The Centre for Rural Policy Research is home to an inter-disciplinary team of social scientists focusing on all aspects of the rural economy and society. Our particular research strengths and interests include:
- agricultural, environmental and bioenergy policy
- environmental resource management
- sustainable communities
- the social and economic development of agriculture
- the transformation of food systems
- sustainable livelihoods in agriculture and food
- agro-food regulation and changes to markets
- consumption and dietary change
- food and agriculture-related social enterprise
- agriculture, food and cultural heritage
- the impacts of climate change on farming and land use.
While much of our research focuses on and is conducted in the United Kingdom, we also have an interest in these issues around the world, especially in Europe.
In addition to conducting research, including hosting a number of PhD students and externally funded projects, our staff play an active role in the development of rural, agricultural and food policy.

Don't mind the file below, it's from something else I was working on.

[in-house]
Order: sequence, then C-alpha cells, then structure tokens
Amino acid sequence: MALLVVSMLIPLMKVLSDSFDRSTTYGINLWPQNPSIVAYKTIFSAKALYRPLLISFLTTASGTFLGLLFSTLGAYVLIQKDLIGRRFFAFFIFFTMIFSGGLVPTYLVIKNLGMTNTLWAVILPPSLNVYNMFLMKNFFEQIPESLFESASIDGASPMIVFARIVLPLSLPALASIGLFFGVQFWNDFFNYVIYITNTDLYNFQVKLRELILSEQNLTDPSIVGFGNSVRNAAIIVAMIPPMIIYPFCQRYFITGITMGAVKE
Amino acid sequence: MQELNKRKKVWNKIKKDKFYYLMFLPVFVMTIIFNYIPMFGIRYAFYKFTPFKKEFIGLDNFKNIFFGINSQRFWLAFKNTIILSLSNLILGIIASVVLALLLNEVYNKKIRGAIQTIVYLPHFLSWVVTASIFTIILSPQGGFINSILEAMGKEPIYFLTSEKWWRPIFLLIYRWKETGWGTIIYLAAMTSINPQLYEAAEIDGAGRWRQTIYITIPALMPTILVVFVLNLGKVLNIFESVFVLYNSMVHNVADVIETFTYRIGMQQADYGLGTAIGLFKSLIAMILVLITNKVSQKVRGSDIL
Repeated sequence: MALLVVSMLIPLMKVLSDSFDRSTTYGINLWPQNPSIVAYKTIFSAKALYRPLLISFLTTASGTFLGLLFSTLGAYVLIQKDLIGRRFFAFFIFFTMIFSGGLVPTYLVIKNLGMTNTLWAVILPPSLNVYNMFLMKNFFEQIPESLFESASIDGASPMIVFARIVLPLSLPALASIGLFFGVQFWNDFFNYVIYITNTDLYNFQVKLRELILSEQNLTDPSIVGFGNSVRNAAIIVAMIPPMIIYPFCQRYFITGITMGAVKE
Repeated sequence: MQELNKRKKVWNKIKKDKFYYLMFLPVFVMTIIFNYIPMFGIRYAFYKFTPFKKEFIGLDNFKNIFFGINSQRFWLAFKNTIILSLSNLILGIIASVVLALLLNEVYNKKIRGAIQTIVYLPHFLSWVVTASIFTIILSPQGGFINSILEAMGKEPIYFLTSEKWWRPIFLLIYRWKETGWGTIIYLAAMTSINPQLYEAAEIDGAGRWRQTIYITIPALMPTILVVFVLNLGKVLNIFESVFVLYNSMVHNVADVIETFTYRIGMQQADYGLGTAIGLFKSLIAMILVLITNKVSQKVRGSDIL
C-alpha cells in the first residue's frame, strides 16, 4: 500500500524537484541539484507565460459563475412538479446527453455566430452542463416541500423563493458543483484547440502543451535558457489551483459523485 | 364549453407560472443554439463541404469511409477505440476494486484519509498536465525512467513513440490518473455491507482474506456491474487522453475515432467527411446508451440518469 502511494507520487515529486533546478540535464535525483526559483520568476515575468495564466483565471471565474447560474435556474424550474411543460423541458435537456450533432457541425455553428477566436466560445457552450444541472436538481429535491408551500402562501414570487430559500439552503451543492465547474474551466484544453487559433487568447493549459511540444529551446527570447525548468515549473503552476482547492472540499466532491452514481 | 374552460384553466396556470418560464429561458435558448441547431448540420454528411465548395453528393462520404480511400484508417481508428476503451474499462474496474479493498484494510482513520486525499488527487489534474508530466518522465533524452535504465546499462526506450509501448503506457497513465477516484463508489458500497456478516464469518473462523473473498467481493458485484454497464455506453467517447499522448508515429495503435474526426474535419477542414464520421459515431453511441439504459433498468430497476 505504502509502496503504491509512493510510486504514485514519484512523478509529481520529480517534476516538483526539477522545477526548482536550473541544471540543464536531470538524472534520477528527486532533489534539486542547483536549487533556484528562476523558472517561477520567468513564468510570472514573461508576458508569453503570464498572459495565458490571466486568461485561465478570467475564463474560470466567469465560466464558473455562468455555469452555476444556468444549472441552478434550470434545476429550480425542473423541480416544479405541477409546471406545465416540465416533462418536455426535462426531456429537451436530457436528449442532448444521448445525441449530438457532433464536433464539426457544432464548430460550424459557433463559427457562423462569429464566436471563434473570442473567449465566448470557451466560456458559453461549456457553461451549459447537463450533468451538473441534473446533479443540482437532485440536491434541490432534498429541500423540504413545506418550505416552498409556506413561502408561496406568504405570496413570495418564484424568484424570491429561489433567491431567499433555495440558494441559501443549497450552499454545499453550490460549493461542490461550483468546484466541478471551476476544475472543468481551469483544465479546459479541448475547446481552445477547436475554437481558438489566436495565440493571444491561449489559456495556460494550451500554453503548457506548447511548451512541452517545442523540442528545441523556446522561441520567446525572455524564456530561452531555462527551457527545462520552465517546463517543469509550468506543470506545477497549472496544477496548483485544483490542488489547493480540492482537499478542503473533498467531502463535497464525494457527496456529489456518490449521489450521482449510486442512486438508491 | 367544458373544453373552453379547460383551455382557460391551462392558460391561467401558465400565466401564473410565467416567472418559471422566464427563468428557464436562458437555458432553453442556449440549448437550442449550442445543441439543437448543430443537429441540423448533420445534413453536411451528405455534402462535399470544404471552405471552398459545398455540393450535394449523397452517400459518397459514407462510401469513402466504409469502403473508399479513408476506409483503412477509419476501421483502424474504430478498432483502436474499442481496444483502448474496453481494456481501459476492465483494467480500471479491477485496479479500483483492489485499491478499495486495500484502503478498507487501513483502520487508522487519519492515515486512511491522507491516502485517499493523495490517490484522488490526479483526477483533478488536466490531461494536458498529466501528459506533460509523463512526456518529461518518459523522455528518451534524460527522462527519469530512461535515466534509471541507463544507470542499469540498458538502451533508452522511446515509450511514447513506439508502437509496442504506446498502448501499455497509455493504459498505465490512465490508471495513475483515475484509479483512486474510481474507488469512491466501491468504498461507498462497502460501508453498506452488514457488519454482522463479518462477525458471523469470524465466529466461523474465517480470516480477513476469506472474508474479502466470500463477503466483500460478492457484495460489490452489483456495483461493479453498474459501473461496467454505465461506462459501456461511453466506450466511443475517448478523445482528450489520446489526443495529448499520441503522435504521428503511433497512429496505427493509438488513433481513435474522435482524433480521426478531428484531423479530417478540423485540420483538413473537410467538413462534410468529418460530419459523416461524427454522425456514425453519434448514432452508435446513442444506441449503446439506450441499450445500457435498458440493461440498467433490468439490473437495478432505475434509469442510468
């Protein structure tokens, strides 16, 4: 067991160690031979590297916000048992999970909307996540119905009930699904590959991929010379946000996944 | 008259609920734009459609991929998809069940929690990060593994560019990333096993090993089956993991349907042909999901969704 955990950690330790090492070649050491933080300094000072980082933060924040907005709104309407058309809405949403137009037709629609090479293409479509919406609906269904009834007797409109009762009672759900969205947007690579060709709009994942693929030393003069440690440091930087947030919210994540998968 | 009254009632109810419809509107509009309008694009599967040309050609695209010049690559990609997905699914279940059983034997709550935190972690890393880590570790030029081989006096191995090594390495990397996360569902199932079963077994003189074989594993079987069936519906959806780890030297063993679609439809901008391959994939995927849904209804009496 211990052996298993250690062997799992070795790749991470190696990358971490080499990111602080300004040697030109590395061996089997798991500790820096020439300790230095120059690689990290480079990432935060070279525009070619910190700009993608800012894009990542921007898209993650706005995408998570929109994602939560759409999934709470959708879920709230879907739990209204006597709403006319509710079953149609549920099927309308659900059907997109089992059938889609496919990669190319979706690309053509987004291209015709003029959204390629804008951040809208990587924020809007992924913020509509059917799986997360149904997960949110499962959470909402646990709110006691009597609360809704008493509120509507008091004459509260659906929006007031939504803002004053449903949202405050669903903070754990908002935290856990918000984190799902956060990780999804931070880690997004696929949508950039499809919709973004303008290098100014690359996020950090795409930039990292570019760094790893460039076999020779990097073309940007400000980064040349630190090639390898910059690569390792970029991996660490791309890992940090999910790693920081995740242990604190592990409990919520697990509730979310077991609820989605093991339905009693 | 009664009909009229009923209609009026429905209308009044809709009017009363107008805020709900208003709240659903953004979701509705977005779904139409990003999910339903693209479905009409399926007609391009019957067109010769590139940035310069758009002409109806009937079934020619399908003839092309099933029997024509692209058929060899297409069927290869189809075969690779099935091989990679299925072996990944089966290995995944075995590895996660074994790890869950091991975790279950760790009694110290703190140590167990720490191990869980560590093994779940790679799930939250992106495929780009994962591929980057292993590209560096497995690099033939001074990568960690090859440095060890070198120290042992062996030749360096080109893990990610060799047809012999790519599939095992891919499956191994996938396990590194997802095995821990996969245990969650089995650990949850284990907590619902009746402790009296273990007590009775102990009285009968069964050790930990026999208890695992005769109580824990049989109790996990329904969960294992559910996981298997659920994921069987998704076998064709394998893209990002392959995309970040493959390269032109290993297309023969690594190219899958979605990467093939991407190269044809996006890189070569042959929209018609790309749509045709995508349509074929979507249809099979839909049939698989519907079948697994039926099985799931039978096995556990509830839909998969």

The Centre is directed by Professors Matt Lobley and Harry G West, and is based within the Faculty of Humanities, Arts and Social Sciences. As well as full-time staff and researchers, the Centre also has a number of associates and an external Advisory Board.
Find out more about our staff, researchers and associates.
The origins of the Centre for Rural Policy Research date back to the 1960s when the Agricultural Economics Unit was established at the University of Exeter. In its current guise, the Centre has been directed by Professor Michael Winter and Professor Matt Lobley since the early 2000s.
The Centre has a longstanding reputation as one of the leading groups in the UK and beyond in the study of land, environment and agriculture. Research undertaken within the Centre has been used to inform governments, businesses and communities about how land and the environment are managed and used and how policy can be better designed, appraised and evaluated.
In 2017, Professor Harry G West joined the Centre as Co-Director alongside Professor Matt Lobley as part of a larger initiative to strengthen the inter-disciplinary links between Politics and Sociology, Philosophy and Anthropology (SPA) within what was then the College of Social Sciences and International Studies and to enhance the Centre’s already strong emphasis on food-related issues.